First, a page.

Why marriages last

A discussion of the literature
Research Paper No. 28 – July 2004

Imparting the 'wisdom'

In turning to long-married couples for guidance there is an assumption that it is possible to identify the characteristics and attributes that have allowed them to navigate successfully the various difficulties all couples will experience in the course of their marriage (Kaslow and Robison 1996). There is also an expectation that their 'wisdom' can be transferred in some way to the current generation of married and marrying couples, and that young couples will be open to receiving it.

Older couples expressed concern about the difficulties young couples experience in forming committed and enduring relationships (Parker 2000) and pass on their experiences in the hope of being able to help young couples build strong relationships. Given that the current cohort of young married couples is experiencing a very different social and cultural milieu compared with that in which long-married couples began their married lives, one might question whether the task of transferring the 'wisdom' of those who have created and maintained lasting marriages across generations will be straightforward. However, one could hardly question the need to try.

Helping young couples prepare for marriage is the focus of a large number of educative programs conducted by a wide range of providers. Approximately 30 per cent of couples marrying for the first time attend some form of marriage preparation program (House of Representatives Standing Committee on Legal and Constitutional Affairs 1998). These programs are a proactive mechanism by which opportunities are created for couples to discuss relationship issues and to learn or improve their ability to communicate and resolve conflict effectively. Offering various levels of information, awareness raising and skills training, programs aim to promote couple resilience through the acquisition of relationship knowledge (Pattenden, cited in Bradley 2002).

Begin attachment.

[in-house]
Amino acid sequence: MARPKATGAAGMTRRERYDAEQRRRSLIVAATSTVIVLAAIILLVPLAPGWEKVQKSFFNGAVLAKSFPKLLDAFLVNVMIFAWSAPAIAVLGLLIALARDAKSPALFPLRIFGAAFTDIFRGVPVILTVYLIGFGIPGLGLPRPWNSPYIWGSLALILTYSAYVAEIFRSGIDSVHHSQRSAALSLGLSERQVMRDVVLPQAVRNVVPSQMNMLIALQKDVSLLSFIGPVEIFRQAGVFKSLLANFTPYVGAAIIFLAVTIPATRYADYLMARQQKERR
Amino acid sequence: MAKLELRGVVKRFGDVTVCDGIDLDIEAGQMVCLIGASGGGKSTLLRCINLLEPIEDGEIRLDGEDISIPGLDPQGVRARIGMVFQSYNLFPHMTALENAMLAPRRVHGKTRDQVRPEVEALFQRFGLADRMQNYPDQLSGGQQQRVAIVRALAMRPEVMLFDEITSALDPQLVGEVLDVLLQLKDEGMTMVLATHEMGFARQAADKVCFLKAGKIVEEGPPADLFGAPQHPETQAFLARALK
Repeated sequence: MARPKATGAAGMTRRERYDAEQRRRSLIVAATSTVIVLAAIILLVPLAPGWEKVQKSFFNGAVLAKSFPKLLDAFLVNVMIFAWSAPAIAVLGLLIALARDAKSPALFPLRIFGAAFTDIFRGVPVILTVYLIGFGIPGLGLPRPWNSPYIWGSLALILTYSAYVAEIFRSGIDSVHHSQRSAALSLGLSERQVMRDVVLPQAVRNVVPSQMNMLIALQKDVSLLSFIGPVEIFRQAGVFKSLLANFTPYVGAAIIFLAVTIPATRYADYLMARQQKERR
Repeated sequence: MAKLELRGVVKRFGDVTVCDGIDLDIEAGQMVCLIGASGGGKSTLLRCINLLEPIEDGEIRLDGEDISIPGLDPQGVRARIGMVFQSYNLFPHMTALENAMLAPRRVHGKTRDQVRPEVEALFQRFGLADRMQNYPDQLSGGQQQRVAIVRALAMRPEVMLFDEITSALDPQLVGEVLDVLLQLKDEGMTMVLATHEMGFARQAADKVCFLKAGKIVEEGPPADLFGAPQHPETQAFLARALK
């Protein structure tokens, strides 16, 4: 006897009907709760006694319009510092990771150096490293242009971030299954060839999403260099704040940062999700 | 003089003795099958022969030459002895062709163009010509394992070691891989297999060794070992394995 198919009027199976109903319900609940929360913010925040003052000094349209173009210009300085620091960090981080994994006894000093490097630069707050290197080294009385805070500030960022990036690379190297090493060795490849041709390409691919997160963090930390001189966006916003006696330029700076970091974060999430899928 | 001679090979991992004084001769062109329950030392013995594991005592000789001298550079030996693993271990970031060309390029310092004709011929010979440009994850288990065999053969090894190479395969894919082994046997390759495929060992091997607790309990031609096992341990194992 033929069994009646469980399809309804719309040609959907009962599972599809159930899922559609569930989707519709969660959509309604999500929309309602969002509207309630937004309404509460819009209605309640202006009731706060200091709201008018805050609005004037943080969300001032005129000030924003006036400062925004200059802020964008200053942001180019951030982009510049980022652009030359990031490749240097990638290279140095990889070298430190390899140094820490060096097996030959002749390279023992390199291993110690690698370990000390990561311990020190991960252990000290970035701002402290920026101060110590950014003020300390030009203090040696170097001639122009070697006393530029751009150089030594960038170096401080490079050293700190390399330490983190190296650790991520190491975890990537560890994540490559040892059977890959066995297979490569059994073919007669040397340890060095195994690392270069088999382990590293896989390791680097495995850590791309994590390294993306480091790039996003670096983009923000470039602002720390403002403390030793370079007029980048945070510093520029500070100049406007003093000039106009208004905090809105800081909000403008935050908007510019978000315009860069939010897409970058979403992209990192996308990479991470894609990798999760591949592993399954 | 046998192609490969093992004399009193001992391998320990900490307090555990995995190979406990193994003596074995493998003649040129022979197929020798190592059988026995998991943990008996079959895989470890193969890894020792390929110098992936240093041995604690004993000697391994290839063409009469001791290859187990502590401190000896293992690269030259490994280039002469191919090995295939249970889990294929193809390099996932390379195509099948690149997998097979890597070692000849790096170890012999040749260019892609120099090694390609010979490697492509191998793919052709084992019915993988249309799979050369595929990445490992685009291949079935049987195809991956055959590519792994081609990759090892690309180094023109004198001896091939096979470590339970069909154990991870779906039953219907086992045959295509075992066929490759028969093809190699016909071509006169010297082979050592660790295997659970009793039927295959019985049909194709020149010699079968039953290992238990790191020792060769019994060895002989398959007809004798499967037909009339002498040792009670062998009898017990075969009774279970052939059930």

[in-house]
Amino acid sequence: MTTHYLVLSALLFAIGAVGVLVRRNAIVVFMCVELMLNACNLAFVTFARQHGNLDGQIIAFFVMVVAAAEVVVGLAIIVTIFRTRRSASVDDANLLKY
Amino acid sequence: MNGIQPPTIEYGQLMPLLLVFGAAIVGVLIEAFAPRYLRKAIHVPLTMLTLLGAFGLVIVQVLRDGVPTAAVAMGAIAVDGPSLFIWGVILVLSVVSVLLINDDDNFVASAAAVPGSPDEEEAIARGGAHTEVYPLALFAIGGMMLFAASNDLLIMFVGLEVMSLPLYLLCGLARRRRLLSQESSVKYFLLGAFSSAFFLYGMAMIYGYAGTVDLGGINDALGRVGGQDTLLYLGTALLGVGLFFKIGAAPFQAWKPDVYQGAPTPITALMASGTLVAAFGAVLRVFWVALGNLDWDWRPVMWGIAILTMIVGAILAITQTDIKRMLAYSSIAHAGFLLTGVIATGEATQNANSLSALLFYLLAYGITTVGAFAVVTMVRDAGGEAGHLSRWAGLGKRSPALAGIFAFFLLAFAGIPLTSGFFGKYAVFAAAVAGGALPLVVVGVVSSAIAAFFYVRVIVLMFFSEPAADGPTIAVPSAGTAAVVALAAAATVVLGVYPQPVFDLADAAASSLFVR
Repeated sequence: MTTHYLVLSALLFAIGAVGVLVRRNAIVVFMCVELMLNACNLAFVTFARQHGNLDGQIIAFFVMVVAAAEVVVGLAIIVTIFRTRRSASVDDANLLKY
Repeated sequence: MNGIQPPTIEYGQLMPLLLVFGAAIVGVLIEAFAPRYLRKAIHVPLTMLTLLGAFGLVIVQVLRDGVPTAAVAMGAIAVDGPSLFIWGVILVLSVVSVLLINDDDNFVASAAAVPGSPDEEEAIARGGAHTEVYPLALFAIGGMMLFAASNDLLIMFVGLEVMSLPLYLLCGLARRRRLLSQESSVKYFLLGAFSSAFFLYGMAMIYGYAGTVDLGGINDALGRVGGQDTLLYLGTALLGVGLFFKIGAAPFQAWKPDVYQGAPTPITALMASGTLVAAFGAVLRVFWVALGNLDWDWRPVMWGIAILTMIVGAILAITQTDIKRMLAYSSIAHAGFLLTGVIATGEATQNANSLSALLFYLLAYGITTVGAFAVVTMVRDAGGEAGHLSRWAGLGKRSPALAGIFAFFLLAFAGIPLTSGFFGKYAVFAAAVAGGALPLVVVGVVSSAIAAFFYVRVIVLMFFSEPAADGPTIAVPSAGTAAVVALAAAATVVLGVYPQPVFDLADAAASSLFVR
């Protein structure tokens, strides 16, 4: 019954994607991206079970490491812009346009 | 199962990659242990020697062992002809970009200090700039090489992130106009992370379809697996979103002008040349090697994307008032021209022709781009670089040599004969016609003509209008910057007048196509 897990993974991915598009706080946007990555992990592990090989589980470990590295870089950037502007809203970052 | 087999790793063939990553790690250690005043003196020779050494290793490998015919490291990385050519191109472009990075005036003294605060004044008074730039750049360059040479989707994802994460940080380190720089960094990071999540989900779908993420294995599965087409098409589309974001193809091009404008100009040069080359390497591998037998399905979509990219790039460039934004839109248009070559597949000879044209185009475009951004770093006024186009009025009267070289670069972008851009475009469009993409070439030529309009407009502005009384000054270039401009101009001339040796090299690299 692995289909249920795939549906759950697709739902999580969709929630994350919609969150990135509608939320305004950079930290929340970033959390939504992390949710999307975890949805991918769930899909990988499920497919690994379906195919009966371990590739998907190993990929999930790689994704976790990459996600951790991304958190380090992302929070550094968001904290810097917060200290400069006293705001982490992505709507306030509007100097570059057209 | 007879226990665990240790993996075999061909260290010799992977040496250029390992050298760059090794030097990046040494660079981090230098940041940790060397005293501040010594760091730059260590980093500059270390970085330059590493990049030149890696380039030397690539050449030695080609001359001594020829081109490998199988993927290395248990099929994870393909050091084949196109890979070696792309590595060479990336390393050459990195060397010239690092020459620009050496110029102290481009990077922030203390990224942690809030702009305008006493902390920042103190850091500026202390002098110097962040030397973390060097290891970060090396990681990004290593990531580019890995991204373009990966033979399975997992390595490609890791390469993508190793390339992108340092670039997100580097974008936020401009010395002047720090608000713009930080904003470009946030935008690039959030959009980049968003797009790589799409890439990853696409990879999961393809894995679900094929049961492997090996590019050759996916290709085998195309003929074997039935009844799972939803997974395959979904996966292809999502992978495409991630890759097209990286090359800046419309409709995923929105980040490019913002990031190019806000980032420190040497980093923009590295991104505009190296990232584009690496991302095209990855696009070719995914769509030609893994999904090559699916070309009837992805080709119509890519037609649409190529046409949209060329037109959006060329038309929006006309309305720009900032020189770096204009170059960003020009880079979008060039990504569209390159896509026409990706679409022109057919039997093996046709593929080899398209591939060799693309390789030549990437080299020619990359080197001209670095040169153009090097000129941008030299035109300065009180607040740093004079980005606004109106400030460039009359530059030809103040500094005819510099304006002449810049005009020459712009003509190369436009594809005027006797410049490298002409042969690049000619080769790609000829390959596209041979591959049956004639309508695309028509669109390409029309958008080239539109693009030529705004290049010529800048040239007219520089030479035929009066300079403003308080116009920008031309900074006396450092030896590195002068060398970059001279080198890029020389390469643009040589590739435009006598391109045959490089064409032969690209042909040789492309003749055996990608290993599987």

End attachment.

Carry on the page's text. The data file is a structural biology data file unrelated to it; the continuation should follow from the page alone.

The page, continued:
However, spouses in the studies cited in this paper also commented on the need to help existing marriages, not only for their own sake but because of the need for young people to see how marriages can work. The high rate of marital breakdown since the introduction of no-fault divorce legislation in Australia in 1975 means that young couples are often trying to establish their own marriage without the benefit of observing a rewarding and enduring marriage at close range. Programs that aim to support existing marriages and relationships are less commonly attended, partly due to an 'if it ain't broke don't fix it' attitude, a belief that to some extent reflects the assumption that a wedding is all that is required to create a marriage. It is clear from the research cited in this paper that a rewarding and lasting marriage requires ongoing and intentional maintenance.

It is likely that a lack of general awareness of the existence and availability of post-wedding programs also contributes to their lower profile compared to marriage and relationship preparation programs. Conducted at certain stages after the wedding, these are designed to support marriages and relationships that are still intact, and prevent problems from arising or getting out of hand. Given that post-wedding programs are aimed at couples who have experienced being married and can be targeted at critical points (such as the birth of the first child), they are uniquely placed to have immediate impact on the couple's relationship. They can be directed towards existing relational issues and dynamics rather than those that, before the wedding, may not be anticipated or may be discounted by the couple as unlikely to happen to them.

Providing opportunities to strengthen marriages such as those afforded couples via these programs makes intuitive sense. However, the difficulty with educative programs is the lack of research aimed at demonstrating their effectiveness in producing measurable improvements in the relationships of attending couples. While feedback from couples participating in both pre- and post-wedding programs is invariably positive, there is little objective data on which to base conclusions about the effectiveness of programs, or lack thereof. Establishing whether prevention and support programs can help to create and maintain healthy marriages is clearly an important area of future relationships research. If such programs are shown to be valuable, and attendance became widely accepted as a normal part of being in an ongoing committed relationship, benefits would accrue not only to those couples who attend but also to their children's future relationships. As a Marital Perspectives Study participant noted, 'leading by example is the best way'.